A lot of people think of Bradley Cooper (“The Hangover”) as a smug douchebag. He takes on idiotic roles, screws them up and then pretends to have one of those frustratingly aloof demeanors when confronted. And to make things worse, he tries to fake-cry for no apparent reason on “Inside The Actors Studio.” I mean, come on man — you’re not supposed to act like a phony turd in front of James Lipton.

The Words

At Quality 16 and Rave
CBS Films

Cooper’s nose for mediocre scripts strikes again with his most recent film, “The Words.” But somehow, Cooper is not the only significant reason “The Words” is an exasperatingly slow torture-fest of a movie. Sure, the confused nature of Cooper’s portrayal adds to the movie’s forced feel, but what it all boils down to is heavy-handed direction and a script so full of itself that it insists on dragging the viewer through the most insignificant plot details in a failed attempt to come across as complex.

To be fair, “The Words” does have a somewhat interesting plotline involving a story within a story — kind of like “Inception,” except starring writers. We pick up at a book reading by well-known author Clayton Hammond (Dennis Quaid, “What to Expect When You’re Expecting”) titled “The Words.” The book tells the story of a struggling young writer, Rory Jansen (Cooper), as he fruitlessly attempts to get his first novel published. Finally, Rory’s luck appears to turn around when his wife Dora (Zoe Saldana, “Avatar”) buys him a tattered old briefcase while they are honeymooning in Paris.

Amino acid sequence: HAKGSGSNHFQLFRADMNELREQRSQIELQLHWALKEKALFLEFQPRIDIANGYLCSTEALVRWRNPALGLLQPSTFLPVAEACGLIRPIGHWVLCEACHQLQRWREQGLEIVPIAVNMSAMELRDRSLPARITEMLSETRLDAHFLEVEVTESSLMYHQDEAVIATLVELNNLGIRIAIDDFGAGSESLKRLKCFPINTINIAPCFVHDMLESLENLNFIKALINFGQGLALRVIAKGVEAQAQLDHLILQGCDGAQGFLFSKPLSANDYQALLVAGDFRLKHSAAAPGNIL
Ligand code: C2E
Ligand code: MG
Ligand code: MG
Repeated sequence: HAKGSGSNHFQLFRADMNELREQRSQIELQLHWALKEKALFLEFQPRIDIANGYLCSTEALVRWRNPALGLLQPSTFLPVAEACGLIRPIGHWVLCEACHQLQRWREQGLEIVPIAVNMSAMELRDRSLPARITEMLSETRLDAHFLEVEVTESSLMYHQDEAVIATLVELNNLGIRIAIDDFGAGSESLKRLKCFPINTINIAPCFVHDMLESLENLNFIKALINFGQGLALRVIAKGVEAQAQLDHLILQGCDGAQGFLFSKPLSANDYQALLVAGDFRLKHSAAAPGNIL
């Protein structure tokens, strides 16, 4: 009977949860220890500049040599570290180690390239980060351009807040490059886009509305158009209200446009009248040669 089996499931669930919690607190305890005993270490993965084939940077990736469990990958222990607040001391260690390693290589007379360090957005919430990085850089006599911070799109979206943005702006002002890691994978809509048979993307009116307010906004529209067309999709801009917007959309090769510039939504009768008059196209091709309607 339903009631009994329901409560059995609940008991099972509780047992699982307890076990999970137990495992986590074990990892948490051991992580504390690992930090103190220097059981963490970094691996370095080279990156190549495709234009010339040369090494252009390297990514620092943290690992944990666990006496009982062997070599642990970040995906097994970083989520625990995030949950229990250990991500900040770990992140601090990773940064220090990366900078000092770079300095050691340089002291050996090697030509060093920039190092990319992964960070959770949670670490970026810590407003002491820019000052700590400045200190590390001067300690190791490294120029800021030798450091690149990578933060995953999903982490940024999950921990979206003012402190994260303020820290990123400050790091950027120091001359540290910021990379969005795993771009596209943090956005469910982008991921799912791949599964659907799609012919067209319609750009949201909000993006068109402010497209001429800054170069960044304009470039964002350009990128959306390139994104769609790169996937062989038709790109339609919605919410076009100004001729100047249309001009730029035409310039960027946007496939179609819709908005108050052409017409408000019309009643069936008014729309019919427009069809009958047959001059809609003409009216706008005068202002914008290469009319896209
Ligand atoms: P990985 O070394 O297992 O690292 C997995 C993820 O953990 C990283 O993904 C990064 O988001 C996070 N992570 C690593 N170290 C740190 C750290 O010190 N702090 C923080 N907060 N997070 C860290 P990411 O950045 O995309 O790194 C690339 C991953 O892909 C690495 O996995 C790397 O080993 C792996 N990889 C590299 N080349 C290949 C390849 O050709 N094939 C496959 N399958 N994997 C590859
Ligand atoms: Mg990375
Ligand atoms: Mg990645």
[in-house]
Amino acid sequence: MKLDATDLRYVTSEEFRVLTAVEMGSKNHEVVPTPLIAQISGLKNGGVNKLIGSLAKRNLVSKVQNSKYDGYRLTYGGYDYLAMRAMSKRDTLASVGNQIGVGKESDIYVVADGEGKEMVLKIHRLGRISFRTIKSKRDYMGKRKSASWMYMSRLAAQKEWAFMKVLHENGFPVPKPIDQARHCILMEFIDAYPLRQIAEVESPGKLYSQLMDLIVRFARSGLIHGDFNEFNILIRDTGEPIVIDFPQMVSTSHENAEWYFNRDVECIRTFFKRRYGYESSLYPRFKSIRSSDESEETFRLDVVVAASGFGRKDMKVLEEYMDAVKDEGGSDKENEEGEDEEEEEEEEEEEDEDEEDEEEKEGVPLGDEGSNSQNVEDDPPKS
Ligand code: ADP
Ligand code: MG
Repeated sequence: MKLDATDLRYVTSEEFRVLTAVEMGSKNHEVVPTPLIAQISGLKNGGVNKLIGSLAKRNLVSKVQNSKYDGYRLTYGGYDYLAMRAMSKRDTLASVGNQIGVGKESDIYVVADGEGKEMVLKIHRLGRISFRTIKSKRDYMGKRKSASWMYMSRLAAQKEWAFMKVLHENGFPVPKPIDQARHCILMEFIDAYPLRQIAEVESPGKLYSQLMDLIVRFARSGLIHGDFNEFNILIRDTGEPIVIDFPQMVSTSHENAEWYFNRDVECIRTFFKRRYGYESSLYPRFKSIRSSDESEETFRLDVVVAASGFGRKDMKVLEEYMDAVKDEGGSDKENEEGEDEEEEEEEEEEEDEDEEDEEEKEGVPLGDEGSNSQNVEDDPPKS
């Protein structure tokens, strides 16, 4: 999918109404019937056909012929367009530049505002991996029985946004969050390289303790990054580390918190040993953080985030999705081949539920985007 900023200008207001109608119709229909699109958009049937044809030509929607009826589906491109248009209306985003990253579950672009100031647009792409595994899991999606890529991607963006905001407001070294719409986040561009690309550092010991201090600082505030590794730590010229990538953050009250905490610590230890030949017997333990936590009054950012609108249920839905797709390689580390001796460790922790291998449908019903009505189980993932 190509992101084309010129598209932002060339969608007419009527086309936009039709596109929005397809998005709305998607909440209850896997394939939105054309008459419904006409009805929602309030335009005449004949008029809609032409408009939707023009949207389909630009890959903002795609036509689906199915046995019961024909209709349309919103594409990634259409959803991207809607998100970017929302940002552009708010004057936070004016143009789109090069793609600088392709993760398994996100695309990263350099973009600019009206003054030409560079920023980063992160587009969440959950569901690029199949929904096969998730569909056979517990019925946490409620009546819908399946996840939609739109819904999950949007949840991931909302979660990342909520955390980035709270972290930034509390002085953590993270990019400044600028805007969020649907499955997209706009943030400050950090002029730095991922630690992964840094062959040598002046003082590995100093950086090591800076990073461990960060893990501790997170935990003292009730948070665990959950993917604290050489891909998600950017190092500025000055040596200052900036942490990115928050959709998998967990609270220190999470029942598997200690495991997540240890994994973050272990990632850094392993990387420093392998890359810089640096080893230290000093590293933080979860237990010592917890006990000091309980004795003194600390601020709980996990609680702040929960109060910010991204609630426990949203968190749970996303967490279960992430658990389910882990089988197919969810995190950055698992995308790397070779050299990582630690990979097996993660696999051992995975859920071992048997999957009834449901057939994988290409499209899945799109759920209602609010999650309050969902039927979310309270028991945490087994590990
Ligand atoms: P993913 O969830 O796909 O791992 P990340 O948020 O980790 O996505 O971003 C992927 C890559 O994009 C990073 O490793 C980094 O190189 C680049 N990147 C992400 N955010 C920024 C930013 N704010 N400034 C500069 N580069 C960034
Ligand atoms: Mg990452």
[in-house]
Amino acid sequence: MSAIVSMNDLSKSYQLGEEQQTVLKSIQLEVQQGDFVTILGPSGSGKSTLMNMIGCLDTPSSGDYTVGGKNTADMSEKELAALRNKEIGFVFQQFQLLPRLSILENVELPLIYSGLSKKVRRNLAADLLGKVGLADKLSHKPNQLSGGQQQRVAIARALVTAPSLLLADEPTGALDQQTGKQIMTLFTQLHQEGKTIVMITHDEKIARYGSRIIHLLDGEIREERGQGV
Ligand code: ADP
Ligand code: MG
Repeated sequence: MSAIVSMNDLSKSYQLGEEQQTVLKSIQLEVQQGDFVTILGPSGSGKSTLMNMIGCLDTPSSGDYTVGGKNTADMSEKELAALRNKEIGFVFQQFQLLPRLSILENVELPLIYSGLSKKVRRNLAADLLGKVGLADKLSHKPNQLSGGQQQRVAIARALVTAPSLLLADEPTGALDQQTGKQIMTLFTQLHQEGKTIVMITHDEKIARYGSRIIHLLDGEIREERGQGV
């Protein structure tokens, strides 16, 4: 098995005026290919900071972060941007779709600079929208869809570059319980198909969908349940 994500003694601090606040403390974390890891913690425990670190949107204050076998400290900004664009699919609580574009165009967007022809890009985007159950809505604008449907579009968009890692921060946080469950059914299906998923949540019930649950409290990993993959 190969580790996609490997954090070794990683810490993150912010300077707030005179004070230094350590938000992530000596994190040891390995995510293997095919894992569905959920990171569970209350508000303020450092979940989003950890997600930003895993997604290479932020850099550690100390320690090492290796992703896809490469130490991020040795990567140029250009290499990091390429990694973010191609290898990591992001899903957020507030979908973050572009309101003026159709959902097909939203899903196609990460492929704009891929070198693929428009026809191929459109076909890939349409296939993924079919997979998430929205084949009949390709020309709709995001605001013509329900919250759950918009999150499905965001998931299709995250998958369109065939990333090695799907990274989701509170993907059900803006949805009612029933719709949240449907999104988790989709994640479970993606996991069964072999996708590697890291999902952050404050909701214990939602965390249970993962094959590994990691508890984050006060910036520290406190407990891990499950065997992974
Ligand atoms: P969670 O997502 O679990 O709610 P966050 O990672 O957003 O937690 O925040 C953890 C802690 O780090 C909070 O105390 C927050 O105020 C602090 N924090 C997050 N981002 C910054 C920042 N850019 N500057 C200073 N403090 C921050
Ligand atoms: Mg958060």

The briefcase contains an old manuscript for a brilliant, unpublished and seemingly authorless novel about a post-World War II love story. Rory plagiarizes the novel word-for-word and has it published. The novel becomes an overnight sensation, and everything about Rory’s crappy life seems to be changing for the better — until an old man (Jeremy Irons, “Margin Call”) shows up and reveals himself to be the real author.

Unceremoniously, what could have been a decent, if not amazing movie devolves into a sloppily written and delivered testament about how stealing someone else’s work can ruin lives. It’s an important moral, but the script overdoes it — and to be completely honest, who really wants to watch a confused Bradley Cooper bitching about life? Given Cooper’s muddled performance, no one cares.

The one redeeming feature in the movie is Saldana’s portrayal of an instinctively doting wife. Needless to say, the performance won’t get much attention due to the shitty nature of everything surrounding it, but there’s no denying that Saldana delivers a layered interpretation of an apparently one-dimensional character.

But her performance simply isn’t enough. Though the movie has the look and feel of a film that wants to take itself seriously, the clumsy direction by first-timers Brian Klugman and Lee Sternthal turns it into a boring and unnecessarily complicated slog-fest. Behind all the redundancy is an earnest attempt at telling a story about how a small mistake has the potential to push a man’s life down the course of ruin. If only it didn’t try to beat us over the head with it.

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